People are eating way too many low-quality carbohydrates. In fact, one recent study from Tufts University's Health and Science Campus, reports that the average American adult get about 42% of his or her daily caloric intake from low-quality carbs. Diet studies aren't always completely accurate. But even when we factor in the potential margin of error, 42% is still really high. That means people are getting nearly half their calories from low-quality carbs. Is it any wonder we're facing a giant obesity epidemic? And yes, that pun was intended.
The majority of low-quality carbohydrate intake comes from refined grains and added sugars. Starchy vegetables were also counted among these carbs. The people who consumed the most low-quality carbs were the elderly, people living below the poverty line, and those who did not finish high school.
On the plus side, the study did report that overall carbohydrate consumption fell by 2% throughout the country during the duration of the study. As diets like the ketogenic diet continue to gain popularity, people are becoming increasingly aware that there are good quality carbs vs. low quality carbs, and that high carb consumption isn't as necessary as we were once told.
The main problem is that lower quality carbs are more affordable and often more appealing thanks to government subsidies and clever marketing tactics. There's also still quite a lack of education surrounding refined vs. unrefined carbs. Refined carbohydrates, sometimes referred to as simple carbs, consist of sugars and refined grains that have been stripped of all bran, fiber and nutrients. Think: cake, cookies, pastries, pasta, white bread, most breakfast cereals and other tempting sweets. They often come in colorful packages. Unrefined carbs, on the other hand, don't often come in cleverly marketed packages. These carbs include non-starchy vegetables, fruits, whole grains, nuts, seeds and legumes.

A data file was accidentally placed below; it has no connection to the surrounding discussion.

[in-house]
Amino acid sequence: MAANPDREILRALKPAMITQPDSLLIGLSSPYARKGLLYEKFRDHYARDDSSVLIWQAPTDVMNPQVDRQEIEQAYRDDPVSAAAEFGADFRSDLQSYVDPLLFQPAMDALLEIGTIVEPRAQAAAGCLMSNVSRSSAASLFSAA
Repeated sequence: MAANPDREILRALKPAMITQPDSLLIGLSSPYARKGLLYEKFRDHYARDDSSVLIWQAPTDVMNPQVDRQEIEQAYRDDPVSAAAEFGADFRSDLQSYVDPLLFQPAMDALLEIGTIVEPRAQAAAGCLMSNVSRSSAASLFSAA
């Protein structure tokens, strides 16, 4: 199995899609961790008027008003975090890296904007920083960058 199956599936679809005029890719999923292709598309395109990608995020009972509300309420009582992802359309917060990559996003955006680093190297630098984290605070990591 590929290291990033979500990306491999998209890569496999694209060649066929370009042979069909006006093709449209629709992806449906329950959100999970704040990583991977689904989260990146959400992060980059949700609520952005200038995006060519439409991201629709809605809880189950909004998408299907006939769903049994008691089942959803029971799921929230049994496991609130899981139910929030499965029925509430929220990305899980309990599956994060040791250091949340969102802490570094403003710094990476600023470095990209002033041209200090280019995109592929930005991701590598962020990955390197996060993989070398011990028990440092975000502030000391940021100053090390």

The study suggests that better education is needed in order to get people to stop consuming low-quality carbs and choose unrefined ones instead. Consuming low-quality carbs, especially as nearly half of one's daily caloric intake, can lead to a lifetime of diseases like type 2 diabetes, cancer, heart disease, and obesity. I love organizations like the Nutrition Coalition who are trying to educate people about this, especially policy makers and government officials. It's time our for-profit food system gets a makeover so that subsidies go toward marketing higher quality carbohydrates to vulnerable individuals. It's also time that retirement homes and school cafeterias change their menus to include better choices, and that SNAP funding is used to help individuals purchase better-for-them foods.